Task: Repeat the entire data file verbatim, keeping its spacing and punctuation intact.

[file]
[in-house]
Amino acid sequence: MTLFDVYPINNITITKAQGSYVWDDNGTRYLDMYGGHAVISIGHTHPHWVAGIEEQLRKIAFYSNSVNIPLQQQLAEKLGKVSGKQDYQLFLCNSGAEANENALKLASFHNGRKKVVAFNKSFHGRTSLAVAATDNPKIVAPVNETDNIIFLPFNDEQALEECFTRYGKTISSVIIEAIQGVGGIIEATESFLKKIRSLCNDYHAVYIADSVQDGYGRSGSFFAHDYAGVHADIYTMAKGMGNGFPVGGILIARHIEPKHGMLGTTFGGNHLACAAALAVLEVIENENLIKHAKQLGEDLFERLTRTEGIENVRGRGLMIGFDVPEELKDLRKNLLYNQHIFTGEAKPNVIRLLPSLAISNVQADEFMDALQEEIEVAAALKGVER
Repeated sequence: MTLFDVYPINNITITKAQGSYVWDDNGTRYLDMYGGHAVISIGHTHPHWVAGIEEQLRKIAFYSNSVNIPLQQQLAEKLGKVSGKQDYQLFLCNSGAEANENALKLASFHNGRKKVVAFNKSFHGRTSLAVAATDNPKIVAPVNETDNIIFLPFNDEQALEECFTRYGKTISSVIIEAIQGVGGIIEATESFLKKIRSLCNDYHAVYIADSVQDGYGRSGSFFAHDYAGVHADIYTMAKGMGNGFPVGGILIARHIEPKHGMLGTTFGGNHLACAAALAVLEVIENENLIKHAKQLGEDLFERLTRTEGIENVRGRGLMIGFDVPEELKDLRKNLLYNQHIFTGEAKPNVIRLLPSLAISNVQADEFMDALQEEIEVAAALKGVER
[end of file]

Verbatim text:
[in-house]
Amino acid sequence: MTLFDVYPINNITITKAQGSYVWDDNGTRYLDMYGGHAVISIGHTHPHWVAGIEEQLRKIAFYSNSVNIPLQQQLAEKLGKVSGKQDYQLFLCNSGAEANENALKLASFHNGRKKVVAFNKSFHGRTSLAVAATDNPKIVAPVNETDNIIFLPFNDEQALEECFTRYGKTISSVIIEAIQGVGGIIEATESFLKKIRSLCNDYHAVYIADSVQDGYGRSGSFFAHDYAGVHADIYTMAKGMGNGFPVGGILIARHIEPKHGMLGTTFGGNHLACAAALAVLEVIENENLIKHAKQLGEDLFERLTRTEGIENVRGRGLMIGFDVPEELKDLRKNLLYNQHIFTGEAKPNVIRLLPSLAISNVQADEFMDALQEEIEVAAALKGVER
Repeated sequence: MTLFDVYPINNITITKAQGSYVWDDNGTRYLDMYGGHAVISIGHTHPHWVAGIEEQLRKIAFYSNSVNIPLQQQLAEKLGKVSGKQDYQLFLCNSGAEANENALKLASFHNGRKKVVAFNKSFHGRTSLAVAATDNPKIVAPVNETDNIIFLPFNDEQALEECFTRYGKTISSVIIEAIQGVGGIIEATESFLKKIRSLCNDYHAVYIADSVQDGYGRSGSFFAHDYAGVHADIYTMAKGMGNGFPVGGILIARHIEPKHGMLGTTFGGNHLACAAALAVLEVIENENLIKHAKQLGEDLFERLTRTEGIENVRGRGLMIGFDVPEELKDLRKNLLYNQHIFTGEAKPNVIRLLPSLAISNVQADEFMDALQEEIEVAAALKGVER